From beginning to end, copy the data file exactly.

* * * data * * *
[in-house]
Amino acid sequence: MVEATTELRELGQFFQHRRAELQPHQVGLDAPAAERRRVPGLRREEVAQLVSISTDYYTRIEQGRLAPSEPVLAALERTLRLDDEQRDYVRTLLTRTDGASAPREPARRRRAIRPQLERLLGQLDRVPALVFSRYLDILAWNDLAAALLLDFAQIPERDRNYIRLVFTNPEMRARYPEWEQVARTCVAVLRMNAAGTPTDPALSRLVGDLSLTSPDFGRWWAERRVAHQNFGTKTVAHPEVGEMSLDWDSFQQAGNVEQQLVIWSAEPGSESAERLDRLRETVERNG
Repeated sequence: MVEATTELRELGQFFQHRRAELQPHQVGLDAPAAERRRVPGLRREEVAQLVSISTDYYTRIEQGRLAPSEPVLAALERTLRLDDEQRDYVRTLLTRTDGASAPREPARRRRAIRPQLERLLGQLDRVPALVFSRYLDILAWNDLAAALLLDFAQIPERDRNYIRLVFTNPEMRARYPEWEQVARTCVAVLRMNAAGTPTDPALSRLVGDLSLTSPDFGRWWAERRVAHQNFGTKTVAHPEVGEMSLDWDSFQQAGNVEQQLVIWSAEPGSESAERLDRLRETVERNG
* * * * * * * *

[in-house]
Amino acid sequence: MVEATTELRELGQFFQHRRAELQPHQVGLDAPAAERRRVPGLRREEVAQLVSISTDYYTRIEQGRLAPSEPVLAALERTLRLDDEQRDYVRTLLTRTDGASAPREPARRRRAIRPQLERLLGQLDRVPALVFSRYLDILAWNDLAAALLLDFAQIPERDRNYIRLVFTNPEMRARYPEWEQVARTCVAVLRMNAAGTPTDPALSRLVGDLSLTSPDFGRWWAERRVAHQNFGTKTVAHPEVGEMSLDWDSFQQAGNVEQQLVIWSAEPGSESAERLDRLRETVERNG
Repeated sequence: MVEATTELRELGQFFQHRRAELQPHQVGLDAPAAERRRVPGLRREEVAQLVSISTDYYTRIEQGRLAPSEPVLAALERTLRLDDEQRDYVRTLLTRTDGASAPREPARRRRAIRPQLERLLGQLDRVPALVFSRYLDILAWNDLAAALLLDFAQIPERDRNYIRLVFTNPEMRARYPEWEQVARTCVAVLRMNAAGTPTDPALSRLVGDLSLTSPDFGRWWAERRVAHQNFGTKTVAHPEVGEMSLDWDSFQQAGNVEQQLVIWSAEPGSESAERLDRLRETVERNG